Pelvic Pain Treatment
What Causes Pelvic Pain?
Pelvic pain is any discomfort felt between the belly button and the top of the legs. Pelvic pain causes and conditions are many and varied, and can depend on whether you are a man or a woman. Pain in the pelvis can result from anything from a digestive issue to appendicitis, depression, or a problem in the reproductive system. For this reason, prompt medical attention is important to properly diagnose and treat severe or ongoing pelvic pain.
Reproductive System Causes of Pelvic Pain in Women
Some women feel mild to moderate pelvic pain each month during ovulation. Known as mittelschmerz (German for “middle pain”), ovulation discomfort is often felt as a sharp twinge or ache. Usually occurring low in the pelvis on one side or the other, mittelschmerz ordinarily does not signify a problem.
Similarly, pelvic cramps are common at the onset of a woman’s monthly menstrual cycle, and typically do not point to a problem, unless cramping is severe, as in the case of endometriosis. This chronic condition results from uterine tissue that has developed outside the uterus and requires professional diagnosis and treatment.
Other types of pain originating from the reproductive system can also indicate a serious problem. An ectopic pregnancy—when a fertilized egg implants outside the uterus—is a life-threatening condition that can cause sharp pelvic pain or cramping, usually on one side, along with nausea, dizziness, and vaginal bleeding. Prompt medical attention is important when an ectopic pregnancy has occurred.
Ovarian cysts and uterine fibroids are both relatively common, usually harmless and often resolve on their own, without pain. Ovarian cysts, however, can cause pelvic pressure or even sharp pain, especially if they happen to twist or burst, and must be diagnosed by ultrasound. Uterine fibroids are non-cancerous tumors that grow within or on the uterus wall and are common among women in their 30s and 40s. These growths normally don’t cause problems, but can cause pelvic pressure or pain during sexual intercourse.
More common among women as they age, pelvic organ prolapse (POP) occurs when the uterus, bladder, or rectum slips downward in the body due to weakened ligaments and tissues. POP usually does not cause intense pelvic pain, but can cause pelvic pressure and discomfort, particularly during sexual activity.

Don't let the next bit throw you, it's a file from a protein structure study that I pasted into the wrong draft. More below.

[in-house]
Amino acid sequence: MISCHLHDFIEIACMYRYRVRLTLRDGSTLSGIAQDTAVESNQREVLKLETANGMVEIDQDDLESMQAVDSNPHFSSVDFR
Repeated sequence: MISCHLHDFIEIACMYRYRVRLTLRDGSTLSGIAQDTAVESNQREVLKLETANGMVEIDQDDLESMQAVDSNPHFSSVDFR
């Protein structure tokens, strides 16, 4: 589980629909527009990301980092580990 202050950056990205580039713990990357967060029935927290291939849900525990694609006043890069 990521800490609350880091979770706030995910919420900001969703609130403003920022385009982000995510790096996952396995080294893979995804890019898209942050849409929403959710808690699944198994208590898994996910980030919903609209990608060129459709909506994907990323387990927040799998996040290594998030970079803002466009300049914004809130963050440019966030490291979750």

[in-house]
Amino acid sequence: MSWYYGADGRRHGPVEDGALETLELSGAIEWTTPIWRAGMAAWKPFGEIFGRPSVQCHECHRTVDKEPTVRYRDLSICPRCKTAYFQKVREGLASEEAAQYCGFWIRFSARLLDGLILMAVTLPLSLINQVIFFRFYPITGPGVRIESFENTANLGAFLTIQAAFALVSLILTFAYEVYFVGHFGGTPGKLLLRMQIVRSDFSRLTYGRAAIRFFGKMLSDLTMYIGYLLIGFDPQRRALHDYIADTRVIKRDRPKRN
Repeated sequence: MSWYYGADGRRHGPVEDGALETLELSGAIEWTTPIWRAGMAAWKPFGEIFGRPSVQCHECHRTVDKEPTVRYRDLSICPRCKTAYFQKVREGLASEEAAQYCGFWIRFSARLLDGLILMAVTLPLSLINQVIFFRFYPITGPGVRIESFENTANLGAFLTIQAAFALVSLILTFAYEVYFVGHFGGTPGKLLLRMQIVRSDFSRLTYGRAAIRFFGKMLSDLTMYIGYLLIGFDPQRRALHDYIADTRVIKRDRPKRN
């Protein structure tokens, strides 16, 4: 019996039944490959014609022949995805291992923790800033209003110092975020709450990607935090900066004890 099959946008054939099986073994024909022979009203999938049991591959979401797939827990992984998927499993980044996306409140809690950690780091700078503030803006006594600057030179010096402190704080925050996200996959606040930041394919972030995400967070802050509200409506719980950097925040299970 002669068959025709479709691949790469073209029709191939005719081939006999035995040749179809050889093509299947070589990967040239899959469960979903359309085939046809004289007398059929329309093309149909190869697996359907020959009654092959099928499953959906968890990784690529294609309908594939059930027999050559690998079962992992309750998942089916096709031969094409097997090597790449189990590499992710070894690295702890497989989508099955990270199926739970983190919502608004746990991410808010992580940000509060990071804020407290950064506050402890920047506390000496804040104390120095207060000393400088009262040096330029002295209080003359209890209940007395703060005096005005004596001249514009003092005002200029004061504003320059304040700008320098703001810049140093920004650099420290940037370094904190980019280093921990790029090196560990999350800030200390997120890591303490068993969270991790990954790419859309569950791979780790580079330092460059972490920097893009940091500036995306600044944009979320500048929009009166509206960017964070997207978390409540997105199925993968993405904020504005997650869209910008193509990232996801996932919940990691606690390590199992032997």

Sexually Transmitted Diseases and Pelvic Inflammatory Disease
Gonorrhea, chlamydia, and other sexually transmitted diseases (STDs) can cause pelvic pain, along with unusual discharge and other symptoms. Pelvic inflammatory disease (PID) is a possible STD complication. This condition is a uterine infection caused by germs, often from gonorrhea or chlamydia, that have traveled from the vagina into the womb. PID causes a dull pain in the stomach, pelvis or upper right abdomen, which can make it difficult to distinguish from other pelvic or abdominal pain causes. PID and STDs require diagnosis and treatment by a medical professional.
Kidney Stones, Urinary Tract Infections and Interstitial Cystitis
Kidney stones are caused by hard mineral deposits in the kidneys that form into small, sharp crystals, which must be passed through urination. Passing a kidney stone is typically a very painful process that can take hours or days. Sharp waves of pain are felt through the flanks, sides, and pelvis, and are often accompanied by nausea and vomiting. Kidney stones are a potentially critical condition that requires diagnosis by a medical professional.
If you feel a frequent urge to urinate, you experience pain when you do urinate or your bladder still feels full after urination, you may have a urinary tract infection (UTI). UTIs occur when bacteria lodges in the urinary tract, and prompt treatment can keep these infections from becoming more serious. Not only are UTIs typically quite uncomfortable, if left untreated, they can develop into a kidney infection.
UTI symptoms are similar to those of interstitial cystitis (IC), a condition related to bladder inflammation that is common among women in their 30s and 40s. Along with frequency and pain during urination, IC can cause lower pelvic pain, especially during sexual intercourse.
Appendicitis is another potentially serious cause of pelvic pain that requires prompt medical attention. Appendicitis causes pain in the lower right part of the abdomen and can range from dull to sharp. If pelvic pain is felt on the lower right side and is accompanied by fever, nausea, or vomiting, seek medical attention right away. Appendicitis is rare in children under two years old, and is most common in people between the ages of 10 and 30.
Other Pelvic Pain Causes